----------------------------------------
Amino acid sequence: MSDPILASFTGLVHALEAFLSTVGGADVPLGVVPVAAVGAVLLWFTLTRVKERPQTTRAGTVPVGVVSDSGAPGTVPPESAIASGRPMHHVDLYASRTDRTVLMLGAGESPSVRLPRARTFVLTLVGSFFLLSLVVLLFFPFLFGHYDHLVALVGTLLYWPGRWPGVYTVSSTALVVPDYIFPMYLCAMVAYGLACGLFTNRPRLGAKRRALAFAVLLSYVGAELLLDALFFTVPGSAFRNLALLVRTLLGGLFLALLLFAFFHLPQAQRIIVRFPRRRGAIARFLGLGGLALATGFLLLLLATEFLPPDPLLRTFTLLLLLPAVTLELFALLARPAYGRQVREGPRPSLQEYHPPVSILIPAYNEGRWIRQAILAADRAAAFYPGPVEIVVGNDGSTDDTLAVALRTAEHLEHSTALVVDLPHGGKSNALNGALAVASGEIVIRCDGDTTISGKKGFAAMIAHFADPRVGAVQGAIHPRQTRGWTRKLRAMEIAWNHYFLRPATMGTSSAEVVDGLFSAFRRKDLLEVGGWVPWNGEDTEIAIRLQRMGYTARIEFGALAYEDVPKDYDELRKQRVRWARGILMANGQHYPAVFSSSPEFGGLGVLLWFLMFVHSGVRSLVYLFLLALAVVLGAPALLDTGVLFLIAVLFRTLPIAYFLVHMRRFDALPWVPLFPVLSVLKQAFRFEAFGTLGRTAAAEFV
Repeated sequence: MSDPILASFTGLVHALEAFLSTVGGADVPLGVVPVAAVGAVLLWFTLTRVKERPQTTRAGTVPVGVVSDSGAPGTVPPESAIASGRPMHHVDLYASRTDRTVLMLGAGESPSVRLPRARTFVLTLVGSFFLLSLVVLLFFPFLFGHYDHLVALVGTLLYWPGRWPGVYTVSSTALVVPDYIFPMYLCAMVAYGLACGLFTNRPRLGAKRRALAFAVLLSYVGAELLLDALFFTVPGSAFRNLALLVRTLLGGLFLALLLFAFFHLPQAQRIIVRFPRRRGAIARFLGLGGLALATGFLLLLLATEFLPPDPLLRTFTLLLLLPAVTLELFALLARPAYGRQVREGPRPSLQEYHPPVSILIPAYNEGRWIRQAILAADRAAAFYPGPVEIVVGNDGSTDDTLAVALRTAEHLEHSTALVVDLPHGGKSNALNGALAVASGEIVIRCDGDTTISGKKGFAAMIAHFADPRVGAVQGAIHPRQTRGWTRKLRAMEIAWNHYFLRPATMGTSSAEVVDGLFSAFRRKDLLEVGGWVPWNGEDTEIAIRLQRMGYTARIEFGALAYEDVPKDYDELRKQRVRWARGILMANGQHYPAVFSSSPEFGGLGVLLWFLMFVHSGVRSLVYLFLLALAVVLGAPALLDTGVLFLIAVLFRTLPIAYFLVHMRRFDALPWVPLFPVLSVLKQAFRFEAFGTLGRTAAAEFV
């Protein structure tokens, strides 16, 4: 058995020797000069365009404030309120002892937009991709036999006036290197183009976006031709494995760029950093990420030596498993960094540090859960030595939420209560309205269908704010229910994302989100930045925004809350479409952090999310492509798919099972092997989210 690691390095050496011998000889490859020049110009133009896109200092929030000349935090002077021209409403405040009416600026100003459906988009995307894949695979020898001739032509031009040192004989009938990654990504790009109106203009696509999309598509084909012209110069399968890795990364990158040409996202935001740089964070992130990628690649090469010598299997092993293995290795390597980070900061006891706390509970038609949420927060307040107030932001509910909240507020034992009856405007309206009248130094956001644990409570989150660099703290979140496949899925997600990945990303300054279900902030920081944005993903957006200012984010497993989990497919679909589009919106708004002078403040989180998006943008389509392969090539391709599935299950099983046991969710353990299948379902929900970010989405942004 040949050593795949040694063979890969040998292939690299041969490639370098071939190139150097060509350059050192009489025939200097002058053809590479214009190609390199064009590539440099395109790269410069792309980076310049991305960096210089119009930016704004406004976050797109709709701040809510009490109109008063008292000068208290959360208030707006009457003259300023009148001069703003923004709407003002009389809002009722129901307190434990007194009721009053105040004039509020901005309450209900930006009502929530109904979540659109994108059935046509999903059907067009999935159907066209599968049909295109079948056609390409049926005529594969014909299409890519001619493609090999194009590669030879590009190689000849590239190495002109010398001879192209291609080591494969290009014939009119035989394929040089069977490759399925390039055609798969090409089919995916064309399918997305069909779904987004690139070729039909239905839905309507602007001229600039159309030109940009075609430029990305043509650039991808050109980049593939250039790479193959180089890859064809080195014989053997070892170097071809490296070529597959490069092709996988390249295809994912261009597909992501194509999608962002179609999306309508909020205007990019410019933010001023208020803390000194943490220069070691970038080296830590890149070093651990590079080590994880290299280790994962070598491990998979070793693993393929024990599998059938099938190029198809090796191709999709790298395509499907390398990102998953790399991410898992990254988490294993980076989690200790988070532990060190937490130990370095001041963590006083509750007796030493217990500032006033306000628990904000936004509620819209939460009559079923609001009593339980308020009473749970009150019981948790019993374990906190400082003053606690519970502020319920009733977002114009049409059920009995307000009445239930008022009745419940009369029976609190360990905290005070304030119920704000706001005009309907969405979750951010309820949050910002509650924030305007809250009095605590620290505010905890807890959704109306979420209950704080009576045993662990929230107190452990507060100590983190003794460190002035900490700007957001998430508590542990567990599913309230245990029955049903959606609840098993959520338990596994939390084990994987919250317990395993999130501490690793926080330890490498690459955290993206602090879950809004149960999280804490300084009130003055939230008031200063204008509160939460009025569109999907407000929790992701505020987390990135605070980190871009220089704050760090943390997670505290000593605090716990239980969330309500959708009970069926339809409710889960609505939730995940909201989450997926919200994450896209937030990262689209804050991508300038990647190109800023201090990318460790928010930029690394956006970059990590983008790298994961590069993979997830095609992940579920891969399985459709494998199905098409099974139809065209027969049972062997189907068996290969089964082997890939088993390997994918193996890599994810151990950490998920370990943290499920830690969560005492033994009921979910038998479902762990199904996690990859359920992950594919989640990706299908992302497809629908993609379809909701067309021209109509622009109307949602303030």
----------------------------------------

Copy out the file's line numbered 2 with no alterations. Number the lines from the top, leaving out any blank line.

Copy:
Repeated sequence: MSDPILASFTGLVHALEAFLSTVGGADVPLGVVPVAAVGAVLLWFTLTRVKERPQTTRAGTVPVGVVSDSGAPGTVPPESAIASGRPMHHVDLYASRTDRTVLMLGAGESPSVRLPRARTFVLTLVGSFFLLSLVVLLFFPFLFGHYDHLVALVGTLLYWPGRWPGVYTVSSTALVVPDYIFPMYLCAMVAYGLACGLFTNRPRLGAKRRALAFAVLLSYVGAELLLDALFFTVPGSAFRNLALLVRTLLGGLFLALLLFAFFHLPQAQRIIVRFPRRRGAIARFLGLGGLALATGFLLLLLATEFLPPDPLLRTFTLLLLLPAVTLELFALLARPAYGRQVREGPRPSLQEYHPPVSILIPAYNEGRWIRQAILAADRAAAFYPGPVEIVVGNDGSTDDTLAVALRTAEHLEHSTALVVDLPHGGKSNALNGALAVASGEIVIRCDGDTTISGKKGFAAMIAHFADPRVGAVQGAIHPRQTRGWTRKLRAMEIAWNHYFLRPATMGTSSAEVVDGLFSAFRRKDLLEVGGWVPWNGEDTEIAIRLQRMGYTARIEFGALAYEDVPKDYDELRKQRVRWARGILMANGQHYPAVFSSSPEFGGLGVLLWFLMFVHSGVRSLVYLFLLALAVVLGAPALLDTGVLFLIAVLFRTLPIAYFLVHMRRFDALPWVPLFPVLSVLKQAFRFEAFGTLGRTAAAEFV